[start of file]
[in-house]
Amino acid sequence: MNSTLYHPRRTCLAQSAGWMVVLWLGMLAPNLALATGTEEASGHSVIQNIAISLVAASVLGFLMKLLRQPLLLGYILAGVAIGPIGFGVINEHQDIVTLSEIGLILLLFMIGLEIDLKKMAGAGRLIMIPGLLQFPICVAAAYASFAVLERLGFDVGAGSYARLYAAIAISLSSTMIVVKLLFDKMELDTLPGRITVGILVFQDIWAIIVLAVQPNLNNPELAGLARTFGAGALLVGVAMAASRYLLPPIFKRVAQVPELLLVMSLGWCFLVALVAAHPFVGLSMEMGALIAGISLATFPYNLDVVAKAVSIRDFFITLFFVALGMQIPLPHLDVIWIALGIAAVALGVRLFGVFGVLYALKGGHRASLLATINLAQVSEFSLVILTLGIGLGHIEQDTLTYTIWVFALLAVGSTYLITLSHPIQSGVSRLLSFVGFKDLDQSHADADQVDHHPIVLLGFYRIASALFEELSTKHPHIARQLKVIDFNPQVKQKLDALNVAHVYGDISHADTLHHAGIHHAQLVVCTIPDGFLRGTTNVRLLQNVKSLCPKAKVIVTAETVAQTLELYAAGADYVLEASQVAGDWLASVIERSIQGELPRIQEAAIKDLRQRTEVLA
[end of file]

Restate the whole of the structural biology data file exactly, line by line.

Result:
[in-house]
Amino acid sequence: MNSTLYHPRRTCLAQSAGWMVVLWLGMLAPNLALATGTEEASGHSVIQNIAISLVAASVLGFLMKLLRQPLLLGYILAGVAIGPIGFGVINEHQDIVTLSEIGLILLLFMIGLEIDLKKMAGAGRLIMIPGLLQFPICVAAAYASFAVLERLGFDVGAGSYARLYAAIAISLSSTMIVVKLLFDKMELDTLPGRITVGILVFQDIWAIIVLAVQPNLNNPELAGLARTFGAGALLVGVAMAASRYLLPPIFKRVAQVPELLLVMSLGWCFLVALVAAHPFVGLSMEMGALIAGISLATFPYNLDVVAKAVSIRDFFITLFFVALGMQIPLPHLDVIWIALGIAAVALGVRLFGVFGVLYALKGGHRASLLATINLAQVSEFSLVILTLGIGLGHIEQDTLTYTIWVFALLAVGSTYLITLSHPIQSGVSRLLSFVGFKDLDQSHADADQVDHHPIVLLGFYRIASALFEELSTKHPHIARQLKVIDFNPQVKQKLDALNVAHVYGDISHADTLHHAGIHHAQLVVCTIPDGFLRGTTNVRLLQNVKSLCPKAKVIVTAETVAQTLELYAAGADYVLEASQVAGDWLASVIERSIQGELPRIQEAAIKDLRQRTEVLA